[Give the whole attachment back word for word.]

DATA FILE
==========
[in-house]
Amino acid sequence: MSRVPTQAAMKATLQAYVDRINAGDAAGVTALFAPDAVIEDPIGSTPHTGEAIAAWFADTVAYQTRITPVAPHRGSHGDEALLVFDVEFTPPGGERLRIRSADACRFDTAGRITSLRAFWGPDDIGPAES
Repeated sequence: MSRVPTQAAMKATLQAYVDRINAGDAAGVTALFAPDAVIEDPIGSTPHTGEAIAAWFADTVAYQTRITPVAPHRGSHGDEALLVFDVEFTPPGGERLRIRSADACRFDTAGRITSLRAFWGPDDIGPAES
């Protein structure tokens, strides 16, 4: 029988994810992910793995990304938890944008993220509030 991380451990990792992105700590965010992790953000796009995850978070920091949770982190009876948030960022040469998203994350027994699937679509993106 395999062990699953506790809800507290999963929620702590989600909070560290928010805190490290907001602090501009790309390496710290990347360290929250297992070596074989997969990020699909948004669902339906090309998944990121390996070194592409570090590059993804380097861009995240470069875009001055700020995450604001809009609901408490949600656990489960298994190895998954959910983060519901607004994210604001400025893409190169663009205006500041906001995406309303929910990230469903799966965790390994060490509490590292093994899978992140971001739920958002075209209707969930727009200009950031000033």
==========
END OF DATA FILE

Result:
[in-house]
Amino acid sequence: MSRVPTQAAMKATLQAYVDRINAGDAAGVTALFAPDAVIEDPIGSTPHTGEAIAAWFADTVAYQTRITPVAPHRGSHGDEALLVFDVEFTPPGGERLRIRSADACRFDTAGRITSLRAFWGPDDIGPAES
Repeated sequence: MSRVPTQAAMKATLQAYVDRINAGDAAGVTALFAPDAVIEDPIGSTPHTGEAIAAWFADTVAYQTRITPVAPHRGSHGDEALLVFDVEFTPPGGERLRIRSADACRFDTAGRITSLRAFWGPDDIGPAES
């Protein structure tokens, strides 16, 4: 029988994810992910793995990304938890944008993220509030 991380451990990792992105700590965010992790953000796009995850978070920091949770982190009876948030960022040469998203994350027994699937679509993106 395999062990699953506790809800507290999963929620702590989600909070560290928010805190490290907001602090501009790309390496710290990347360290929250297992070596074989997969990020699909948004669902339906090309998944990121390996070194592409570090590059993804380097861009995240470069875009001055700020995450604001809009609901408490949600656990489960298994190895998954959910983060519901607004994210604001400025893409190169663009205006500041906001995406309303929910990230469903799966965790390994060490509490590292093994899978992140971001739920958002075209209707969930727009200009950031000033």